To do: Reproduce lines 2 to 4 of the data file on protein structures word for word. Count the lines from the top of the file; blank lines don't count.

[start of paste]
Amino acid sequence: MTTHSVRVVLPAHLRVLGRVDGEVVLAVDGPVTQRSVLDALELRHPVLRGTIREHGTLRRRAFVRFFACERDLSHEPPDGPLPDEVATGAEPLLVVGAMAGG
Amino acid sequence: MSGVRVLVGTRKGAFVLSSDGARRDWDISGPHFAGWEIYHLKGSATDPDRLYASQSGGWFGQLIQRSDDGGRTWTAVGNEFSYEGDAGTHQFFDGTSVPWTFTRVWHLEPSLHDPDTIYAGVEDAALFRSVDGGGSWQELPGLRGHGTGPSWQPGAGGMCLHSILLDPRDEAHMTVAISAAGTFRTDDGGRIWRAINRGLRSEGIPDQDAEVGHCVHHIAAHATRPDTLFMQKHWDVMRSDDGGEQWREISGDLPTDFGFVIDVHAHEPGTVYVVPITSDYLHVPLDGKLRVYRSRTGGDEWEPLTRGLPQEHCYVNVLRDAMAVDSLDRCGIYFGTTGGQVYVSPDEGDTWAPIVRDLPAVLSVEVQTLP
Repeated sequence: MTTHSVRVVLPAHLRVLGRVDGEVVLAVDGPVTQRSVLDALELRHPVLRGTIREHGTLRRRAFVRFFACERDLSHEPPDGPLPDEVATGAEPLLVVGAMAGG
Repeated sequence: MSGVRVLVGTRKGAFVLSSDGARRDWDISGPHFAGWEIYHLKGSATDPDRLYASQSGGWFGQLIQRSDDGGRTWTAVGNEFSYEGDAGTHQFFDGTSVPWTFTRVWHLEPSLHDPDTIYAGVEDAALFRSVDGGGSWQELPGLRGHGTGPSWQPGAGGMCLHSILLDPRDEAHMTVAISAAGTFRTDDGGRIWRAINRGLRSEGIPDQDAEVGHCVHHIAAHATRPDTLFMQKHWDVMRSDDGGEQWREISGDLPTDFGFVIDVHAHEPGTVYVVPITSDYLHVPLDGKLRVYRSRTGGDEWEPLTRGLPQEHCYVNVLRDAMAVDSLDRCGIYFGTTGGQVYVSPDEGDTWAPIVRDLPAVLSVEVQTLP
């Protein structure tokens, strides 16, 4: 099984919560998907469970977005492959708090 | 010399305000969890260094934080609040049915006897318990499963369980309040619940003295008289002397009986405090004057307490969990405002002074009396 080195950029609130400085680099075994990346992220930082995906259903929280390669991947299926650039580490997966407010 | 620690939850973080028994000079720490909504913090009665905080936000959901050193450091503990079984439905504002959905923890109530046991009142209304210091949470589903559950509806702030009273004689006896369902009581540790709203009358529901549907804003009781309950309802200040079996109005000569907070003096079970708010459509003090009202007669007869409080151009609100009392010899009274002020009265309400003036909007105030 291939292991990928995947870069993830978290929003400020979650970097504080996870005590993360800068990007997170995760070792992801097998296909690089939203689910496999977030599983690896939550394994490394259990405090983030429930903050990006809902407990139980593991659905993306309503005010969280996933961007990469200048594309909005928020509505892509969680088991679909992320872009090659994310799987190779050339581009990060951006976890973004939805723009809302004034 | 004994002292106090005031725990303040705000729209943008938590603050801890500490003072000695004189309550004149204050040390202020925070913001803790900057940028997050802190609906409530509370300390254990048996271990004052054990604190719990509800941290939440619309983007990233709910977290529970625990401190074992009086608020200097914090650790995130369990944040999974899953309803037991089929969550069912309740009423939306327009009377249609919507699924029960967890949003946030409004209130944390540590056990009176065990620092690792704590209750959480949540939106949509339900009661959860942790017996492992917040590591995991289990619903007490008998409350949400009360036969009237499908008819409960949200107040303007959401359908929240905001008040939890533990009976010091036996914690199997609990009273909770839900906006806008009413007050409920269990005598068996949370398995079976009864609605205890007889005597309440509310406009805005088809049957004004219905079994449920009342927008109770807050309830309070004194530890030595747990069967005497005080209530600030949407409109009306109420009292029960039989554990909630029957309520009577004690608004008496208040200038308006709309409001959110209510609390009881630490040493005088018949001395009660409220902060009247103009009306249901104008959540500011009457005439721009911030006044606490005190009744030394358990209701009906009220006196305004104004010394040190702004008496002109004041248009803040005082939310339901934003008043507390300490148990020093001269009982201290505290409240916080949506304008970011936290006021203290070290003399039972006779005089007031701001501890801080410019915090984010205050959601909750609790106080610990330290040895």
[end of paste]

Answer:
Amino acid sequence: MSGVRVLVGTRKGAFVLSSDGARRDWDISGPHFAGWEIYHLKGSATDPDRLYASQSGGWFGQLIQRSDDGGRTWTAVGNEFSYEGDAGTHQFFDGTSVPWTFTRVWHLEPSLHDPDTIYAGVEDAALFRSVDGGGSWQELPGLRGHGTGPSWQPGAGGMCLHSILLDPRDEAHMTVAISAAGTFRTDDGGRIWRAINRGLRSEGIPDQDAEVGHCVHHIAAHATRPDTLFMQKHWDVMRSDDGGEQWREISGDLPTDFGFVIDVHAHEPGTVYVVPITSDYLHVPLDGKLRVYRSRTGGDEWEPLTRGLPQEHCYVNVLRDAMAVDSLDRCGIYFGTTGGQVYVSPDEGDTWAPIVRDLPAVLSVEVQTLP
Repeated sequence: MTTHSVRVVLPAHLRVLGRVDGEVVLAVDGPVTQRSVLDALELRHPVLRGTIREHGTLRRRAFVRFFACERDLSHEPPDGPLPDEVATGAEPLLVVGAMAGG
Repeated sequence: MSGVRVLVGTRKGAFVLSSDGARRDWDISGPHFAGWEIYHLKGSATDPDRLYASQSGGWFGQLIQRSDDGGRTWTAVGNEFSYEGDAGTHQFFDGTSVPWTFTRVWHLEPSLHDPDTIYAGVEDAALFRSVDGGGSWQELPGLRGHGTGPSWQPGAGGMCLHSILLDPRDEAHMTVAISAAGTFRTDDGGRIWRAINRGLRSEGIPDQDAEVGHCVHHIAAHATRPDTLFMQKHWDVMRSDDGGEQWREISGDLPTDFGFVIDVHAHEPGTVYVVPITSDYLHVPLDGKLRVYRSRTGGDEWEPLTRGLPQEHCYVNVLRDAMAVDSLDRCGIYFGTTGGQVYVSPDEGDTWAPIVRDLPAVLSVEVQTLP